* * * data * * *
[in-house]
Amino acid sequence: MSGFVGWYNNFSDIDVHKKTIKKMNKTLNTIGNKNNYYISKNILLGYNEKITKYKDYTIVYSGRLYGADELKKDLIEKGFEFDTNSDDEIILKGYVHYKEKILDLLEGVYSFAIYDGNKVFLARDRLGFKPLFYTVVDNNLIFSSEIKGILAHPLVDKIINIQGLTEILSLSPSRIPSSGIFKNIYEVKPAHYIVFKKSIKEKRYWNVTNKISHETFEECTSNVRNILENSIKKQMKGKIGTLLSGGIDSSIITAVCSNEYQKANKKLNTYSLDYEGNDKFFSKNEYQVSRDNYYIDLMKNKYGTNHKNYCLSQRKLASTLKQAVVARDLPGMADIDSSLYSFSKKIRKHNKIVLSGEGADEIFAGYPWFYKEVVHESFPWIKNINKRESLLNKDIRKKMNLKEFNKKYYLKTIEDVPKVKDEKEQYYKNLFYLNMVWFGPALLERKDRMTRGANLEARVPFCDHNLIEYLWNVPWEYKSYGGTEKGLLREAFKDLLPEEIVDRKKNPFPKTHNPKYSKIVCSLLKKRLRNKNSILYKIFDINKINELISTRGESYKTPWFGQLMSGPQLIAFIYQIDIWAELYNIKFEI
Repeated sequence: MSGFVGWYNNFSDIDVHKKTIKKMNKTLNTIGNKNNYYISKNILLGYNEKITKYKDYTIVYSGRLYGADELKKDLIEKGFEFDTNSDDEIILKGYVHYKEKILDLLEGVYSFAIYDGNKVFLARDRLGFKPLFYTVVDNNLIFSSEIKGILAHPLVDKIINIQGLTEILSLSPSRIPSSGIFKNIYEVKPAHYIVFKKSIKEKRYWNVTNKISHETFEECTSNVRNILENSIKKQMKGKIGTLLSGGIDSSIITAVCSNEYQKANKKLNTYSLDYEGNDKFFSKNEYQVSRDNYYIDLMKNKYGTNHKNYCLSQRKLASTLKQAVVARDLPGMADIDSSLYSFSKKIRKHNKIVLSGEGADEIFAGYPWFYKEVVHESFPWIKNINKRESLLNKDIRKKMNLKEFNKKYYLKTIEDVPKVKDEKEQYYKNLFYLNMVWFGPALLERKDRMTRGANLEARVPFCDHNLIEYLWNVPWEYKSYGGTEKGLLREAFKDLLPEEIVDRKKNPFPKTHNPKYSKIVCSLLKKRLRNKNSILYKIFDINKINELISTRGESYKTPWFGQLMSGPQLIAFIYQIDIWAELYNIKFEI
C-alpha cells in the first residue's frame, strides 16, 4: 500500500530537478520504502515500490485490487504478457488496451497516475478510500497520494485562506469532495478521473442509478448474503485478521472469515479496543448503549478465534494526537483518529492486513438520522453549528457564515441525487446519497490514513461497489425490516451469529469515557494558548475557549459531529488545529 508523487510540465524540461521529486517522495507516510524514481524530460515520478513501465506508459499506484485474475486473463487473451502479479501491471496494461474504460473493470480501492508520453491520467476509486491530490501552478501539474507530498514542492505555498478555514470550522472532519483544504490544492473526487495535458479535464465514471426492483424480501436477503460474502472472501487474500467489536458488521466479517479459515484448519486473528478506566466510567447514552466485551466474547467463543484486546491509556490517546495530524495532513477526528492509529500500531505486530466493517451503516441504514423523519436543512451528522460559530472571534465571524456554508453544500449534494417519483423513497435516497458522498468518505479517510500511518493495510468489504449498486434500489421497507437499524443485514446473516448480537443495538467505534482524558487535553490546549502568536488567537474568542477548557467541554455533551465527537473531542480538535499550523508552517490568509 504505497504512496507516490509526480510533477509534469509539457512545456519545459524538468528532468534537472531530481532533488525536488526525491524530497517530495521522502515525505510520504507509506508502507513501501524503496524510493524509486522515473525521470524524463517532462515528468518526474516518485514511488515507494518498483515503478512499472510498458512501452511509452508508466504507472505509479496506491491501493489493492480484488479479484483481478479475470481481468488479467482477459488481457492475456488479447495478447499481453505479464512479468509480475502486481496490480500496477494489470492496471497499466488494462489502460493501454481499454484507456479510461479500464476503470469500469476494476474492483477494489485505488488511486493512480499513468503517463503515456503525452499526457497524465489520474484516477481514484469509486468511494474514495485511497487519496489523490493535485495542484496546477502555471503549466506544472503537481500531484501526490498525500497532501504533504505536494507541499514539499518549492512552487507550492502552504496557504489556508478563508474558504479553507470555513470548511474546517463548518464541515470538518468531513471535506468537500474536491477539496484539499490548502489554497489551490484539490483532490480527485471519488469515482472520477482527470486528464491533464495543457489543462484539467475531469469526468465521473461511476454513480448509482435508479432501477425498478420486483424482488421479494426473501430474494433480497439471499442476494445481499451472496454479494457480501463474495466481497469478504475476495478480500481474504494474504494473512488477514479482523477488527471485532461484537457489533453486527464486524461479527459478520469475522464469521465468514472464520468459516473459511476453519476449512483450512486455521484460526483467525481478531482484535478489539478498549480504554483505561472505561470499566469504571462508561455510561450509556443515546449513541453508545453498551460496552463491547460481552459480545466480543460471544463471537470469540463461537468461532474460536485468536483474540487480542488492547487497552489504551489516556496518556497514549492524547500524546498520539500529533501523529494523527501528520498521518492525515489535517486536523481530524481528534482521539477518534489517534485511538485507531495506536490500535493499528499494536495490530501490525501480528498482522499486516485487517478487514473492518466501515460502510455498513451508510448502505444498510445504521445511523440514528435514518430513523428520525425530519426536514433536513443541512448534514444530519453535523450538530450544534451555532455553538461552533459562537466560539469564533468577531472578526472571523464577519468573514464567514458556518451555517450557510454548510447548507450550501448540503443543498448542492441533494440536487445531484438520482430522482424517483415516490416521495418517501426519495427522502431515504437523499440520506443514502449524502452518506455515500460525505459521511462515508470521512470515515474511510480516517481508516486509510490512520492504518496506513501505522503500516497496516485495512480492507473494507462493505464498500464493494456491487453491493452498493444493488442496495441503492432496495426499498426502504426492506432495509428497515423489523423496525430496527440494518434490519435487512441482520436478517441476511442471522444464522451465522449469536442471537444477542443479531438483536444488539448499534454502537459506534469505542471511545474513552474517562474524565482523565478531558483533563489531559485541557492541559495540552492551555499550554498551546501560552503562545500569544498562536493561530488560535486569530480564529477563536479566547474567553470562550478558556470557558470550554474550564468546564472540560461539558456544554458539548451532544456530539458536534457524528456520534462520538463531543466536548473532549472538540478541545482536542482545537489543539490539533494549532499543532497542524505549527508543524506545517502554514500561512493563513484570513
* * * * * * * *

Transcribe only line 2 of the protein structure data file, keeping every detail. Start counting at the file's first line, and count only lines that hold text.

Amino acid sequence: MSGFVGWYNNFSDIDVHKKTIKKMNKTLNTIGNKNNYYISKNILLGYNEKITKYKDYTIVYSGRLYGADELKKDLIEKGFEFDTNSDDEIILKGYVHYKEKILDLLEGVYSFAIYDGNKVFLARDRLGFKPLFYTVVDNNLIFSSEIKGILAHPLVDKIINIQGLTEILSLSPSRIPSSGIFKNIYEVKPAHYIVFKKSIKEKRYWNVTNKISHETFEECTSNVRNILENSIKKQMKGKIGTLLSGGIDSSIITAVCSNEYQKANKKLNTYSLDYEGNDKFFSKNEYQVSRDNYYIDLMKNKYGTNHKNYCLSQRKLASTLKQAVVARDLPGMADIDSSLYSFSKKIRKHNKIVLSGEGADEIFAGYPWFYKEVVHESFPWIKNINKRESLLNKDIRKKMNLKEFNKKYYLKTIEDVPKVKDEKEQYYKNLFYLNMVWFGPALLERKDRMTRGANLEARVPFCDHNLIEYLWNVPWEYKSYGGTEKGLLREAFKDLLPEEIVDRKKNPFPKTHNPKYSKIVCSLLKKRLRNKNSILYKIFDINKINELISTRGESYKTPWFGQLMSGPQLIAFIYQIDIWAELYNIKFEI